A few weeks ago I published an article on Maltese youth. I reported on a Eurostat survey showing 70% of youth would not relocate for a job. Wanting to put this hypothesis to the test, I worked with the team behind A Birds Eye View to survey people and see what’s what.
I – Survey results
My original article took Eurostat’s results at face value. I couldn’t understand why people would not relocate abroad for work. This led to the idea of a second survey to answer that question. I did suspect fear of moving as a reason and I described how people reacted to me when I chose to move abroad.
The rest of this article is a summary of the results of this survey. I focus on what I found interesting.
(Note, there are times when percentages do not add up to 100% because of rounding.)
I’ll start with the basics. A total of 904 people answered the survey. The number is large enough to be useful, but not large enough to change policies. Nevertheless, the information is useful.
The survey was open to all age groups. Eurostat focused on 20-34 year olds because they wanted to focus on people about to finish, or finishing, University studies. I understand Eurostat’s aims but they missed a trick here. People in employment are also interested in opportunities abroad. They have the advantage of work experience and life skills which help them in a foreign environment. It’s worth knowing what the population would do.
In our case 35% of our respondents were within the 18-35 age bracket. A further 27% were 36-44. In other words, the majority are in this age range.
We also asked people to tell us which locality they’re from. In a place as small as Malta you wouldn’t expect a home town or region to make much difference but it’s fun to look at this data.
Would people consider leaving Malta or not? Eurostat says no, but its survey was narrow
- Half of our respondents listed their locality as Northern Malta.
- 35% are from Central Malta.
- 16% are from Southern Malta.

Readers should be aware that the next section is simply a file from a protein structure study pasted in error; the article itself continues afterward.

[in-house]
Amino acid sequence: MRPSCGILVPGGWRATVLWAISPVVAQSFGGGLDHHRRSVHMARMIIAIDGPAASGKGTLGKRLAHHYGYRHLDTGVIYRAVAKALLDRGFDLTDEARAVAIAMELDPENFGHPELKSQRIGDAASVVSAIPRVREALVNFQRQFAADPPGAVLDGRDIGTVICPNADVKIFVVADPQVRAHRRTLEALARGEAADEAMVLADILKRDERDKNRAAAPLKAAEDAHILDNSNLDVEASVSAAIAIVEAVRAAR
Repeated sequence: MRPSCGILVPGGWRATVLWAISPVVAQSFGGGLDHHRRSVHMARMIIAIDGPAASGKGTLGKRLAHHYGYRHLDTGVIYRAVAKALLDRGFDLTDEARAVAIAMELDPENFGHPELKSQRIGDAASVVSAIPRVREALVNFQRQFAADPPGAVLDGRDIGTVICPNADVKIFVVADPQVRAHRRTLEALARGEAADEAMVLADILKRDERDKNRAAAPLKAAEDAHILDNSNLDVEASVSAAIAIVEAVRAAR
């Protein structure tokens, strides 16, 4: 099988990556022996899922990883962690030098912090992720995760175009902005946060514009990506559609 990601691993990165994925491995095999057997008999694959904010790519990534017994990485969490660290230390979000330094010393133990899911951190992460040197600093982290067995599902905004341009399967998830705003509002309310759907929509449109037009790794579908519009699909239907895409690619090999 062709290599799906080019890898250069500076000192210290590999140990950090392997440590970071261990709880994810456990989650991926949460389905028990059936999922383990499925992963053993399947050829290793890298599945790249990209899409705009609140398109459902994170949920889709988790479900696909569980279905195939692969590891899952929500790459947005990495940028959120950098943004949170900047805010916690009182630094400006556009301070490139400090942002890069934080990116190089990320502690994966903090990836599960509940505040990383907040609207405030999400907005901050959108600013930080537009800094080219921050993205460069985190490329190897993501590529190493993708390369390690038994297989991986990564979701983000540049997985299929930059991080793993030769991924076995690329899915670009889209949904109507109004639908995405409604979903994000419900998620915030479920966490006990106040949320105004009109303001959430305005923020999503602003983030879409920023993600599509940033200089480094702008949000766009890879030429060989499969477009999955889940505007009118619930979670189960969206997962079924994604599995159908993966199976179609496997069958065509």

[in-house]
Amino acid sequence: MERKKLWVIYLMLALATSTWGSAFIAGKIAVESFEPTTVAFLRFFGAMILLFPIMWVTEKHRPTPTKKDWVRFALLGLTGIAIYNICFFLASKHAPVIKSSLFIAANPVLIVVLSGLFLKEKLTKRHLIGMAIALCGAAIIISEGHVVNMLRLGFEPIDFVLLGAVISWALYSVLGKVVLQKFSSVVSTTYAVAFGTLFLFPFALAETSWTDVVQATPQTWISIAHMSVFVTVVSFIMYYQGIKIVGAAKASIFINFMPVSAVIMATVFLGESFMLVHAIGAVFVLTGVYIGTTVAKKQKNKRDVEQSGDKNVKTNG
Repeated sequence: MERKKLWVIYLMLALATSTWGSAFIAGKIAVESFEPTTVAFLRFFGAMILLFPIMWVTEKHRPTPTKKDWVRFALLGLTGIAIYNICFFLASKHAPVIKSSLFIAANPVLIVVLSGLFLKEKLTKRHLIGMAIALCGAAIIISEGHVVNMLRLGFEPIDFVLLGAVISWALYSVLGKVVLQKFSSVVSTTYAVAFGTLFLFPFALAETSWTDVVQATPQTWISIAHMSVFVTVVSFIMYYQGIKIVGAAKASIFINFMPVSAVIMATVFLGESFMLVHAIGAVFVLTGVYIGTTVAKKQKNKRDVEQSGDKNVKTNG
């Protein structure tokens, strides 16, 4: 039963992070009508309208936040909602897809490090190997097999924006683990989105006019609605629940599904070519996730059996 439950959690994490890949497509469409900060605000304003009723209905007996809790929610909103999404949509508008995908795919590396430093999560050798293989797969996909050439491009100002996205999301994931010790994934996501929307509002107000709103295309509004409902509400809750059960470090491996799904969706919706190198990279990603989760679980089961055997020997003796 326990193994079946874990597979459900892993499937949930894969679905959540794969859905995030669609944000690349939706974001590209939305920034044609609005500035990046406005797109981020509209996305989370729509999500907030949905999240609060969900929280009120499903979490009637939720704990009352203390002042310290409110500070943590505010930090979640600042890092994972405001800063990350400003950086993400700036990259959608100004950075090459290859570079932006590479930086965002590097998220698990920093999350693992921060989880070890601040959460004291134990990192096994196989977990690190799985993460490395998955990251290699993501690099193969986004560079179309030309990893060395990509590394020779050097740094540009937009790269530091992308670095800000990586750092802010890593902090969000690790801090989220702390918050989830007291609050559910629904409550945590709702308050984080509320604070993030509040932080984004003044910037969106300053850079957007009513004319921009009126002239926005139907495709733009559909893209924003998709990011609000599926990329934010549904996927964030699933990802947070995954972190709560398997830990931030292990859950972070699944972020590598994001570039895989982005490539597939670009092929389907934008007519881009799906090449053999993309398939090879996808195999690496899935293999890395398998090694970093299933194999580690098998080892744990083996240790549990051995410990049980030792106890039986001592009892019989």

- The rest are from Gozo.
We did not define these localities. This was intentional. People answered based on how they self-identify.
This leads us to the important part of the survey: would people consider leaving Malta?
II – Leaving Malta
We asked if people ever considered it. 80% said yes.
This is not the same as saying they’d actually do it. We’ve all considered things we haven’t done. I find this question interesting because it shows what people think. There may be good reasons to never leave, but if people weren’t open to the possibility we’d have a bigger problem on our hands.
The next question asked why they considered living abroad.
44% said they’d thought about it because of work, 26% chose ‘family’. I’m not surprised these were the top two choices. I was curious about the 17% who marked ‘other’. The majority of them mentioned things like ‘a better quality of life’ or ‘to start afresh’.
Oh, and for the one person who replied ‘to find love’, if you need to emigrate for that then good luck. You’re going to need it.
As a follow-up question, we asked what people would do if they ended up unemployed. We designed this question to see if it would match the previous one. In a perfect world, all who consider leaving for work would also consider it when they’re unemployed. In practise, people hesitate due to many factors. The difference between the answers to these two questions is insightful.
47% said they would look for a job abroad. This means fewer people would look for jobs abroad if unemployed than actually considered it.